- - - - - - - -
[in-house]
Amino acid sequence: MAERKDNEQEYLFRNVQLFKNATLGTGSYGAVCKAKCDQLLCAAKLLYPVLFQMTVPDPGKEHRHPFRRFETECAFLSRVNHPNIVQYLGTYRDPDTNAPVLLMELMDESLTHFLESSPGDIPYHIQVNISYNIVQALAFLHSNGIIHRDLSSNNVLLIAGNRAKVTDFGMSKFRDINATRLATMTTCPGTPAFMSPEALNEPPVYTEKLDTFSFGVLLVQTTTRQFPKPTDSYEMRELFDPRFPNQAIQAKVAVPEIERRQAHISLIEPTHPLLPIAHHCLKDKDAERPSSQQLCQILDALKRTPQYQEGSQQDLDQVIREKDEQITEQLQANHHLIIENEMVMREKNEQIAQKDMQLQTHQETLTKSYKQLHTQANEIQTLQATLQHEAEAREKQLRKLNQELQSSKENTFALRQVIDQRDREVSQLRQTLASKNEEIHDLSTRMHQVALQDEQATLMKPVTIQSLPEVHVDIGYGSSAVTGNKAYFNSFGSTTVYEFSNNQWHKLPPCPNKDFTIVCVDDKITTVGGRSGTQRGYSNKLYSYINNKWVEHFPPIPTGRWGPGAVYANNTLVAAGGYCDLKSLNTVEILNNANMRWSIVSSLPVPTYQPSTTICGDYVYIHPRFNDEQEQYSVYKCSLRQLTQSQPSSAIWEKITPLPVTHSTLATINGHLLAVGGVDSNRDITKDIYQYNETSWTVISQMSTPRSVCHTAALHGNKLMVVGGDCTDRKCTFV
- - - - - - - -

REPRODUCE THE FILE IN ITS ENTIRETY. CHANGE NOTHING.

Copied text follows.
[in-house]
Amino acid sequence: MAERKDNEQEYLFRNVQLFKNATLGTGSYGAVCKAKCDQLLCAAKLLYPVLFQMTVPDPGKEHRHPFRRFETECAFLSRVNHPNIVQYLGTYRDPDTNAPVLLMELMDESLTHFLESSPGDIPYHIQVNISYNIVQALAFLHSNGIIHRDLSSNNVLLIAGNRAKVTDFGMSKFRDINATRLATMTTCPGTPAFMSPEALNEPPVYTEKLDTFSFGVLLVQTTTRQFPKPTDSYEMRELFDPRFPNQAIQAKVAVPEIERRQAHISLIEPTHPLLPIAHHCLKDKDAERPSSQQLCQILDALKRTPQYQEGSQQDLDQVIREKDEQITEQLQANHHLIIENEMVMREKNEQIAQKDMQLQTHQETLTKSYKQLHTQANEIQTLQATLQHEAEAREKQLRKLNQELQSSKENTFALRQVIDQRDREVSQLRQTLASKNEEIHDLSTRMHQVALQDEQATLMKPVTIQSLPEVHVDIGYGSSAVTGNKAYFNSFGSTTVYEFSNNQWHKLPPCPNKDFTIVCVDDKITTVGGRSGTQRGYSNKLYSYINNKWVEHFPPIPTGRWGPGAVYANNTLVAAGGYCDLKSLNTVEILNNANMRWSIVSSLPVPTYQPSTTICGDYVYIHPRFNDEQEQYSVYKCSLRQLTQSQPSSAIWEKITPLPVTHSTLATINGHLLAVGGVDSNRDITKDIYQYNETSWTVISQMSTPRSVCHTAALHGNKLMVVGGDCTDRKCTFV